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special constable

The Special Constabulary is the United Kingdom's part-time police force. It is made up of volunteer members of the public who when on duty wear a uniform and have full police powers. There are nearly 20,000 Specials serving with police forces across the UK, working in all aspects of policing.

Our website and forum is packed with information for anyone interested in the UK's Special Constabulary - whether you're a serving Special Constable, maybe thinking of joining, or simply wanting to find out more about "Specials".

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Latest Police News

Sajid Javid to tell police officers he understands 'hard and horrible' job because of brother's career

The home secretary is to tell police officers he understands how “hard and horrible” their work can be because of watching his brother’s career.

BBC :: Moped crime: New rules to protect police pursuit drivers


Watch motorist's wrecking spree - which sparked terror alert in Blackpool

Some interesting footage. What would your first reaction be? Possibly distressing for some, you will see some people get knocked over.

Rural police 'could routinely carry guns'

Front-line officers in remote, rural communities could be routinely armed in order to deal with terror threats, police chiefs have said. The move is being considered by the National Police Chiefs' Council because of a lack of specialist counter-terrorist firearms officers. It comes after a drive to recruit these officers in England and Wales fell short by about 100. Police said arming officers in remote areas would be a last resort. Counter-terrorist specialist firearms officers (CTSFOs) are trained with special forces to deal with a raft of situations, including hostage rescues and terror attacks. Plans were put in place to bolster the UK's capacity for armed responses in the wake of the Paris terror attacks in 2015, in which 130 people died. Over the past two years, the Home Office has funded an extra 874 armed officers in England and Wales - bringing the total to more than 6,400 in April 2017. But on a practical level, police chiefs have estimated that in rural communities, such as Devon and Cornwall, a firearms unit could be between 30-70 miles away in the event of a major incident. Analysis By Danny Shaw, BBC News home affairs correspondent Two years ago, police warned that "unarmed and vulnerable" officers in rural communities would be "sitting ducks" in the event of a terror attack. Since then, huge investment and effort has gone into improving armed police capacity and capability, as the latest announcement shows - but gaps remain. Armed response vehicles (ARVs), which are intended to be first on the scene of a firearms incident, are an expensive asset, with 13 officers required to double-crew a vehicle 24 hours a day, seven days a week. That's why police chiefs are looking at alternatives to deploying ARVs in areas where there's a low risk of a terror attack, such as allowing front-line officers to carry guns. It goes against the grain of British policing for officers to be routinely armed, but there's increasing support for it among those polled in a Federation survey and it remains firmly on the table as an option. Simon Chesterman, National Police Chiefs' Council lead for armed policing, said: "Of course there are communities within England and Wales where an attack is highly unlikely. "But ultimately, if something does happen, we have got to be able to provide an armed response." Mr Chesterman said the training and demands of being a CTSFO meant there was a high turnover rate, and some officers were put off by the level of scrutiny that police face when police open fire in the line of duty. He explained that police chiefs had conducted "many layers of the analysis... to understand where is best to place these officers". Image copyrightPA Image captionThere remains a shortfall in the number of counter-terrorist marksmen "We can't put an armed police officer on every street corner everywhere across the whole of the United Kingdom, so what we've had to do is analyse the threat." He said discussions were ongoing in a "handful" of police forces over how to improve response times - and whether some form of routine arming might be appropriate. Mr Chesterman was clear that arming rural police forces "does not need to happen at the moment". "This is not, if you like, a favoured option," he told the BBC's Danny Shaw. "But I can't rule it out at this stage, in terms of making sure that all communities get the right level of protection from armed police." Around 90% of British police officers are currently unarmed. Any decision on arming officers is a matter for the chief constable of each of the 43 local forces covering England and Wales, as well as the national British Transport Police.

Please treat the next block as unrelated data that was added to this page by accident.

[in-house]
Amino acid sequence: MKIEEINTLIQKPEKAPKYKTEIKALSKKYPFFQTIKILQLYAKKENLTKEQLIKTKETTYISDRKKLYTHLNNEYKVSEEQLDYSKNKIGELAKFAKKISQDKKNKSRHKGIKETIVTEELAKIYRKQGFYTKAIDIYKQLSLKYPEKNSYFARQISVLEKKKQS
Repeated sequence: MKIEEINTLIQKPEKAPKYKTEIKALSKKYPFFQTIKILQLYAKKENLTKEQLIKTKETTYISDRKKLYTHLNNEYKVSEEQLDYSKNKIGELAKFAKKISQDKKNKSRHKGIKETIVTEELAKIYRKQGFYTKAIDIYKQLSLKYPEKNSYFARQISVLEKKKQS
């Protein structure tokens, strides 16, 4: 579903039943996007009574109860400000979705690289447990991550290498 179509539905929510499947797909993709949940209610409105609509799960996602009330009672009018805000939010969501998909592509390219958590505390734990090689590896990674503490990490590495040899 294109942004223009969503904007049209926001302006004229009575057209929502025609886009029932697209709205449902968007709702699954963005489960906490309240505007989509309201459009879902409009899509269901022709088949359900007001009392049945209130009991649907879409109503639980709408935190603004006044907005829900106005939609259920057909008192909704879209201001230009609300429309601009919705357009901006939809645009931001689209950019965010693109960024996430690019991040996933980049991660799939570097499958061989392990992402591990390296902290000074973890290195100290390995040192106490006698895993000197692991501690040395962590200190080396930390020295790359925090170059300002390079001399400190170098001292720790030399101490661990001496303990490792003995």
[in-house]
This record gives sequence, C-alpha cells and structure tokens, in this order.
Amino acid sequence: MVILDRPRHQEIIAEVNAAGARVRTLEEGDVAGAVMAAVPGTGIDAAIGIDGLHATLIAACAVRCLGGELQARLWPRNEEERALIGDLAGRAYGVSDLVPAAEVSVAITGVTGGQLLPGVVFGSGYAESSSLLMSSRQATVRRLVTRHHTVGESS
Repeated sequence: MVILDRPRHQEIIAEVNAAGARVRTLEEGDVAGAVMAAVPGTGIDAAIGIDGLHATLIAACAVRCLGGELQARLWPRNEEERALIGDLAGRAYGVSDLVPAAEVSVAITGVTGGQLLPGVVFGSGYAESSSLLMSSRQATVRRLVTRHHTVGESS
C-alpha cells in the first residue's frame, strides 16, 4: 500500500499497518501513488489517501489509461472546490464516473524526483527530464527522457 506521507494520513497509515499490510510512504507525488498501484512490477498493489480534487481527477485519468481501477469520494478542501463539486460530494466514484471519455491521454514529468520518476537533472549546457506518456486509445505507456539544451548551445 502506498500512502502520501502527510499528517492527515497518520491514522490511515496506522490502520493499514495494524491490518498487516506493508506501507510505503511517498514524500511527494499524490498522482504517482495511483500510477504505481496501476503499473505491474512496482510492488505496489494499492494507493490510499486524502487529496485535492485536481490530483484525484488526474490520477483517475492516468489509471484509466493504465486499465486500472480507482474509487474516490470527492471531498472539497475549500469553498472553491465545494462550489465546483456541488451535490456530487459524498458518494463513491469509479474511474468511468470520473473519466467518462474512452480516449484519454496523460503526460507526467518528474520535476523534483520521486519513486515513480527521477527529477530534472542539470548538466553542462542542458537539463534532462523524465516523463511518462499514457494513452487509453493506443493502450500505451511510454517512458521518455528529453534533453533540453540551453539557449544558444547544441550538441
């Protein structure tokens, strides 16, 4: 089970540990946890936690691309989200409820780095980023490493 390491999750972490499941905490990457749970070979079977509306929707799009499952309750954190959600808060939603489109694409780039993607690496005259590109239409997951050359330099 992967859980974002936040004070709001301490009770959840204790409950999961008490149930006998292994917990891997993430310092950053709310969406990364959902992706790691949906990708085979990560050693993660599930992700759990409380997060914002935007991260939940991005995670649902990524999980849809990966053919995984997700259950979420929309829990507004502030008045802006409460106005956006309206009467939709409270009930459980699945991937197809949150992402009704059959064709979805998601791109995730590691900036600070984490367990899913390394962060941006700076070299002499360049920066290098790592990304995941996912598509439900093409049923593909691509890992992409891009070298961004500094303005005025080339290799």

Poster girl' police sergeant who shared holiday snaps while off sick has been live streaming herself playing computer games in revealing outfits for cash Sgt Leanne Carr signed off sick and went on luxury holiday all over the world

Panorama - Policing under pressure Police use call centres to avoid sending officers

Bristol becomes first UK city to allow people to test their drugs before taking them

People in Bristol will now be able to test their drugs before taking them thanks to a groundbreaking initiative.

Information commissioner threatens legal action against police using 'dangerous and inaccurate' facial recognition technology

The information commissioner has threatened to bring legal action against police forces using controversial facial recognition technology, to protect the public’s privacy and human rights.

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